truck moves to our in-house paint shop. Here, any low spots left by the
fabrication process will be filled and sanded. The entire truck is
cleaned and appropriate areas are masked. The truck is then moved into
the spray booth and painted according to the instructions we received
from your department at pre-paint.
The pump panel, electrical, and finish departments
take over when your truck comes out of the paint shop. The panel men are
charged with laying out your top, side, rear or compartment mounted pump
operator's panel in a manner that's easy to understand, even to the
first-time operator. While we're flexible on panel layout, we don't
think you'll find one that's easier to use than our standard layout.
The electrical department is responsible for
mounting and wiring all the lights in the body, including DOT & NFPA
lights, as well as compartment and scene lights. 4 Guys
electricians also wire the radios, sirens, shore-line receptacles and
all other electrical equipment. All wiring is COLOR coded and labeled to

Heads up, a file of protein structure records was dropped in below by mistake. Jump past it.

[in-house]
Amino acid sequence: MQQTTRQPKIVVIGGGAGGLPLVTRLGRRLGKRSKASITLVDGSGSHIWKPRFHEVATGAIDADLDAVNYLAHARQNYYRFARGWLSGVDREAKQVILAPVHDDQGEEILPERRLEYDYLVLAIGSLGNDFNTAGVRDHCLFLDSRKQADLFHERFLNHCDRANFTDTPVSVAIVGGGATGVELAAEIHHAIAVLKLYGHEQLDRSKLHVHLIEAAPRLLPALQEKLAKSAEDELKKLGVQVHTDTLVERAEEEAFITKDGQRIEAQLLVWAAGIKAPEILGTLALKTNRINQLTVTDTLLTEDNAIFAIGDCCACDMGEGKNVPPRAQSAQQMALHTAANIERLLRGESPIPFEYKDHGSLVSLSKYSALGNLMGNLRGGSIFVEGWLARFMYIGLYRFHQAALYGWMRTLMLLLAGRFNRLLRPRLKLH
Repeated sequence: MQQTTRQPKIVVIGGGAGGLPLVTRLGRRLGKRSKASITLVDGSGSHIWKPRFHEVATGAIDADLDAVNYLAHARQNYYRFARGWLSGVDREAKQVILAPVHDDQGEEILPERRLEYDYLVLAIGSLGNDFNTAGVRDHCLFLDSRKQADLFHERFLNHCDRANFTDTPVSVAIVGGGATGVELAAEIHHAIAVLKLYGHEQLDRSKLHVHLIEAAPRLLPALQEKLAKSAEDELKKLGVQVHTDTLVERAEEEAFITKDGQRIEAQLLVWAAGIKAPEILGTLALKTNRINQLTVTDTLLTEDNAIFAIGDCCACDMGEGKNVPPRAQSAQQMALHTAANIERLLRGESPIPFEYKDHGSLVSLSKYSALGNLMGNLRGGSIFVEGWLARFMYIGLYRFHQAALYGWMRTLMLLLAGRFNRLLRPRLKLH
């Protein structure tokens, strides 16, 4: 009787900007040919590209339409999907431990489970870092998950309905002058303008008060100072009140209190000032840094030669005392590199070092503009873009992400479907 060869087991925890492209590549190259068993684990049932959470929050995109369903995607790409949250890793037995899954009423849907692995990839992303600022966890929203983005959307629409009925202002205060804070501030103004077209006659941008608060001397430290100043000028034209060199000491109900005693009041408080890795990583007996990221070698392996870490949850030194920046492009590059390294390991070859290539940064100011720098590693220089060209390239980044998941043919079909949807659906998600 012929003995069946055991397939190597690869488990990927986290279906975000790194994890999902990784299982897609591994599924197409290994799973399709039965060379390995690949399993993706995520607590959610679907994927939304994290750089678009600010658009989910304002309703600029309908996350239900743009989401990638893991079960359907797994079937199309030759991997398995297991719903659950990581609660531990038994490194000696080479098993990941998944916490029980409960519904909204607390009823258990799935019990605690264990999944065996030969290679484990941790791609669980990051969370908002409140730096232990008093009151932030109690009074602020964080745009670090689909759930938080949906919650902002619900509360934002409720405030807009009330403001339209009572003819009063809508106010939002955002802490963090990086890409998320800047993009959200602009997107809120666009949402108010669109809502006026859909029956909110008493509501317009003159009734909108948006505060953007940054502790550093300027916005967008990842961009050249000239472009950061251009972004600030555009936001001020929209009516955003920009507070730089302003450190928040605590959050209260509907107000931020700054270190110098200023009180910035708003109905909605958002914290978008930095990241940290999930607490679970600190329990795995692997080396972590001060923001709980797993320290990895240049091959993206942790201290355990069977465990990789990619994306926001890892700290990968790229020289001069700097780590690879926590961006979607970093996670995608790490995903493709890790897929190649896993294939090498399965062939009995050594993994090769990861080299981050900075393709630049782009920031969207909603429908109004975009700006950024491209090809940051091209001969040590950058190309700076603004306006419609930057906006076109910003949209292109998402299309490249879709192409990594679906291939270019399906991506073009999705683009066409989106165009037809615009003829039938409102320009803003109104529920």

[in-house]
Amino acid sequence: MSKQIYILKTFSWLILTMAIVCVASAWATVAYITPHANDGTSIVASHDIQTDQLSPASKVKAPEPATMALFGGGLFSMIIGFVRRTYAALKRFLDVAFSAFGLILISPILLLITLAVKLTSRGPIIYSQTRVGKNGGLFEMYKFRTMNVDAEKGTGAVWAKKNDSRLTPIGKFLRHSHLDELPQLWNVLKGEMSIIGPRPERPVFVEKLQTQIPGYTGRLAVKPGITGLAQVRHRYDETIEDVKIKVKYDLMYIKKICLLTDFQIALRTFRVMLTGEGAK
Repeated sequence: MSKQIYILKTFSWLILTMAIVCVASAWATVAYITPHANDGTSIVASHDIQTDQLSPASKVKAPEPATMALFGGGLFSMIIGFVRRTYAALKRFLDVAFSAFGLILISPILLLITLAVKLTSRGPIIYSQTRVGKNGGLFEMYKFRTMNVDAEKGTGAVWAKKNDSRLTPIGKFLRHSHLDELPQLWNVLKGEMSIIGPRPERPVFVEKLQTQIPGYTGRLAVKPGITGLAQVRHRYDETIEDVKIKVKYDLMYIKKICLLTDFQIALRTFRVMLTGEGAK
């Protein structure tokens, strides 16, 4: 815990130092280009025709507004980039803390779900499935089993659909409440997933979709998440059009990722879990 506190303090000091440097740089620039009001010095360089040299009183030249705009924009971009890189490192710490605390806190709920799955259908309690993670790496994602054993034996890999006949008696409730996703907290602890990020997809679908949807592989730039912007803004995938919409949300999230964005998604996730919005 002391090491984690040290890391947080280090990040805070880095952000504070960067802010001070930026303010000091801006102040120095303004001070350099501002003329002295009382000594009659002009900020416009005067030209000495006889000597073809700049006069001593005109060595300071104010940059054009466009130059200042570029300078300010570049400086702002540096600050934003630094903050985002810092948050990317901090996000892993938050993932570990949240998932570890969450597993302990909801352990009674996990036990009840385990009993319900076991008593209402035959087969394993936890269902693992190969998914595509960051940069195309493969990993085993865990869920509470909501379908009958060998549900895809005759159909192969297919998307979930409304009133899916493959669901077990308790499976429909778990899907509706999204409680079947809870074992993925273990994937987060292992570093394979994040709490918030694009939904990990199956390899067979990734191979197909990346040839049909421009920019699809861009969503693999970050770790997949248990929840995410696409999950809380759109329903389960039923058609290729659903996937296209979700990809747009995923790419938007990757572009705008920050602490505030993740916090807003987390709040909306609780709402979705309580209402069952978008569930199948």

eliminate confusion. Wiring originates at a concealed breaker panel
that's small enough to fit in a compartment door jamb. Protective loom
shields all wiring from dampness and corrosion.
The finish men, as the name implies, add all the
accessories that make the truck look "finished." The tops of the
compartments, running boards, and the step areas are covered with
aluminum diamond plate. Folding steps are added according to your fire
department's instructions and NFPA regulations. Grab handles are
installed, along with brackets to mount ladders, Fol-Da-Tanks and other
accessories. At this stage, the body doors are installed and the paint
is buffed to bring out the shine. When all this is done, the truck is
lettered. This, too, is done to the fire department's specs, and in most
cases, it is even possible to closely match existing trucks.
Once this stage is reached, the truck is ready for
its NFPA and UL tests and certifications, after which it can be picked
up and placed in service by your department.